What’s a lesson you wish you’d learned sooner?

Two things I’ve learned from playing professionally: First is that there are no shortcuts, and second that you can’t directly control results. I’ve come to believe that the only thing that matters is effort - striving for daily progress. Working each day to get a tiny bit better, faster or smarter than the day before. That doesn’t always happen, but when it does, it fuels the fire to keep putting in the work.

What’s a lesson you wish you’d learned sooner?

Two things I’ve learned from playing professionally: First is that there are no shortcuts, and second that you can’t directly control results. I’ve come to believe that the only thing that matters is effort - striving for daily progress. Working each day to get a tiny bit better, faster or smarter than the day before. That doesn’t always happen, but when it does, it fuels the fire to keep putting in the work.

Jeremy wears the Surge Tee in White and the All Over Short Lined in Petrol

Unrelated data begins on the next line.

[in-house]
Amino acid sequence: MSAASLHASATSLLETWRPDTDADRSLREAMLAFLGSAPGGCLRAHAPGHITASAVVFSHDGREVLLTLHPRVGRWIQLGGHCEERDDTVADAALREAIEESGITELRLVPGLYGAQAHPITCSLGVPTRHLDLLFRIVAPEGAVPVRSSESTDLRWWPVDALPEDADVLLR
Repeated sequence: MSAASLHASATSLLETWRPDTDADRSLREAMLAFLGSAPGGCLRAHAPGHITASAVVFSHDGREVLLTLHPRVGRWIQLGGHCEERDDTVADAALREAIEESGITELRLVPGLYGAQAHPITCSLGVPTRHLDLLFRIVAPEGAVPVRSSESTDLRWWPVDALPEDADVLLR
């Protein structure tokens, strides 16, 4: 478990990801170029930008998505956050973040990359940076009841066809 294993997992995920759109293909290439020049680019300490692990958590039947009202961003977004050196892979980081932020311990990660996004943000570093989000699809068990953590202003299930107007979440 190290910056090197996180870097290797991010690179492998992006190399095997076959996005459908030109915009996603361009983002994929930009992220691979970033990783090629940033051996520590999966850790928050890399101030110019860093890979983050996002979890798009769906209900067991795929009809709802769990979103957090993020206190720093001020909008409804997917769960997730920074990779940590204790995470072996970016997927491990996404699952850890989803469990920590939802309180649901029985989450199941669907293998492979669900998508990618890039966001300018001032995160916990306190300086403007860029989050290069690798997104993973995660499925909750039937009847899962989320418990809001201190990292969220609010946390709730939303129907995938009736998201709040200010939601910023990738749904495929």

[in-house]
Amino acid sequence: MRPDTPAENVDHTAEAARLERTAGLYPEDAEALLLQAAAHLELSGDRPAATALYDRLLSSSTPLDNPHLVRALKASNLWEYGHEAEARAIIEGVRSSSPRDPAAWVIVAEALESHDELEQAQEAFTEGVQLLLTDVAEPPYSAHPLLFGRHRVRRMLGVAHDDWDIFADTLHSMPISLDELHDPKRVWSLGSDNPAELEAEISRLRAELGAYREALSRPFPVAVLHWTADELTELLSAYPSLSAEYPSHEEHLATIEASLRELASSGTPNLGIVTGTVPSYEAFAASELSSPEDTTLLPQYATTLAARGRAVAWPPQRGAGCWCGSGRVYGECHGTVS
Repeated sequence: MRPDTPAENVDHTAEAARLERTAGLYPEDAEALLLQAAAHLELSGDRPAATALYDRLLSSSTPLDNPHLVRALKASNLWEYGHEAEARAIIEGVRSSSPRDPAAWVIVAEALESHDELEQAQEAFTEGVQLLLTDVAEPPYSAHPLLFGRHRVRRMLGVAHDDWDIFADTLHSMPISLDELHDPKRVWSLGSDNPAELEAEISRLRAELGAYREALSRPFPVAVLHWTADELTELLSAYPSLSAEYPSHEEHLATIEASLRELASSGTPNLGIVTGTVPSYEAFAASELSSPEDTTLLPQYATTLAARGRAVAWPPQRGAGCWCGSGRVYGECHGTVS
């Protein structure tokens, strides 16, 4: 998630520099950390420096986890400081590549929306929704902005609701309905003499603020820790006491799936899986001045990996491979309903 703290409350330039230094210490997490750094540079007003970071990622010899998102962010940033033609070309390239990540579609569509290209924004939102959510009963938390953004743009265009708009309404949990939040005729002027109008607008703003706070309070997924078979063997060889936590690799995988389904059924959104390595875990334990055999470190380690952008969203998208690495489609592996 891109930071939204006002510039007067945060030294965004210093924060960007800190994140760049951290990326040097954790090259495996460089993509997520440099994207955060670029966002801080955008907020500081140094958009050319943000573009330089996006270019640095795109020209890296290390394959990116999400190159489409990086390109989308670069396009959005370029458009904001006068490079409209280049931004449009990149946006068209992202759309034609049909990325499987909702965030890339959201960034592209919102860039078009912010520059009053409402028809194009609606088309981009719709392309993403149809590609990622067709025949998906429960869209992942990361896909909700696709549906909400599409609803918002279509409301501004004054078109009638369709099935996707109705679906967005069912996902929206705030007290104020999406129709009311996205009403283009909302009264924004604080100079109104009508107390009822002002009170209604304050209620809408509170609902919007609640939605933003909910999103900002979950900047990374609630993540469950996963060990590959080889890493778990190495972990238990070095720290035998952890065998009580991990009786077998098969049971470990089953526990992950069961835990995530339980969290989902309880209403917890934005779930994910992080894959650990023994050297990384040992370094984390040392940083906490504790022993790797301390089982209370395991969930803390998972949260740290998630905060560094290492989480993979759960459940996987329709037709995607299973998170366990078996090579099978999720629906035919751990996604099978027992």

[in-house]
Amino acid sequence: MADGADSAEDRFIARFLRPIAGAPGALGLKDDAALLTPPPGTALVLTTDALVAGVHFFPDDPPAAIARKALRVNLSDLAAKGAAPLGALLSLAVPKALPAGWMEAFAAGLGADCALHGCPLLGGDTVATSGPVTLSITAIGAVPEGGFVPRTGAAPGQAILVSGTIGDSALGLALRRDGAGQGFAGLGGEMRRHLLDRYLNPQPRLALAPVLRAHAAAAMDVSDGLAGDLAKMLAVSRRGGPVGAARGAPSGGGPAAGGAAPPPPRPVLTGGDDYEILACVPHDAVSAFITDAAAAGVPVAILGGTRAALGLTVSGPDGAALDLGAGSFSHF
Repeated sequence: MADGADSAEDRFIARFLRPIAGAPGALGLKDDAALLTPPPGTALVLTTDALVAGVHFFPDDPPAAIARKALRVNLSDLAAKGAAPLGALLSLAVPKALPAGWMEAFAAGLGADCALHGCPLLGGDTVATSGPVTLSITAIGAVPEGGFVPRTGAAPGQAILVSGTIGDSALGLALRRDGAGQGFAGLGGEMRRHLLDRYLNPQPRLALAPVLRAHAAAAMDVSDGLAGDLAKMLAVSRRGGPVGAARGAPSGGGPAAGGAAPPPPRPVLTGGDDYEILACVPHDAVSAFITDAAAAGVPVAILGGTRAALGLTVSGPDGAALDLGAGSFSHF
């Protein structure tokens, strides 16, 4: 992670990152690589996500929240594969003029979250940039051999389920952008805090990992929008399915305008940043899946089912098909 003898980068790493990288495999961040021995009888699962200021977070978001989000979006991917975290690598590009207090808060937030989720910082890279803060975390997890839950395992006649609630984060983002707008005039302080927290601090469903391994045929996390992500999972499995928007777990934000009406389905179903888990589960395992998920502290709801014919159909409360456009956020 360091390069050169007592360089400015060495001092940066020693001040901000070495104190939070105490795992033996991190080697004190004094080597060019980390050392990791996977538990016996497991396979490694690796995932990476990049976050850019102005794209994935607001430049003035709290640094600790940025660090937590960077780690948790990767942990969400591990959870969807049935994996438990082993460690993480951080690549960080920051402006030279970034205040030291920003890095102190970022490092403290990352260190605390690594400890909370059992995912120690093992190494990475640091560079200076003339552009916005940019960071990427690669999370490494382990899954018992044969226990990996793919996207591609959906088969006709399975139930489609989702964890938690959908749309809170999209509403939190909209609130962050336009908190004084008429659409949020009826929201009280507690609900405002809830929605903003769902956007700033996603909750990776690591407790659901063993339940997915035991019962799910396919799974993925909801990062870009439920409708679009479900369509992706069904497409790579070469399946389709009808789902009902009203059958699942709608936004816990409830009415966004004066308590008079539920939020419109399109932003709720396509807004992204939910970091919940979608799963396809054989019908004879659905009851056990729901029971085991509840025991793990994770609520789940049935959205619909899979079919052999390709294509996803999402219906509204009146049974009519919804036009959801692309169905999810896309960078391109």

Jeremy wears the Surge Tee in White and the All Over Short Lined in Petrol


“I’ve come to believe that the only thing that matters is effort - striving for daily progress.”



“I’ve come to believe that the only thing that matters is effort - striving for daily progress.”


Jeremy wears the Surge Tee in Vintage Green and the Channel Short in Desert

Jeremy wears the Surge Tee in Vintage Green and the Channel Short in Desert

You’re a photographer too. Has that changed how you see the world around you?

I got into photography three years ago. A buddy in Brazil let me borrow his camera and I took it everywhere for a few weeks while I was in Rio de Janeiro. When I got back to California, I immediately bought a Fuji. Being a terrible photographer and starting from zero is both humbling and fun. I learned everything through trial and error (and YouTube). Having played sports my whole life, it’s nice to have a ‘creative’ outlet. The best part is capturing that one good shot for hundreds or thousands of throwaways. I’ve got a few shots of family and my son that mean the world to me.

You’re a photographer too. Has that changed how you see the world around you?

I got into photography three years ago. A buddy in Brazil let me borrow his camera and I took it everywhere for a few weeks while I was in Rio de Janeiro. When I got back to California, I immediately bought a Fuji. Being a terrible photographer and starting from zero is both humbling and fun. I learned everything through trial and error (and YouTube). Having played sports my whole life, it’s nice to have a ‘creative’ outlet. The best part is capturing that one good shot for hundreds or thousands of throwaways. I’ve got a few shots of family and my son that mean the world to me.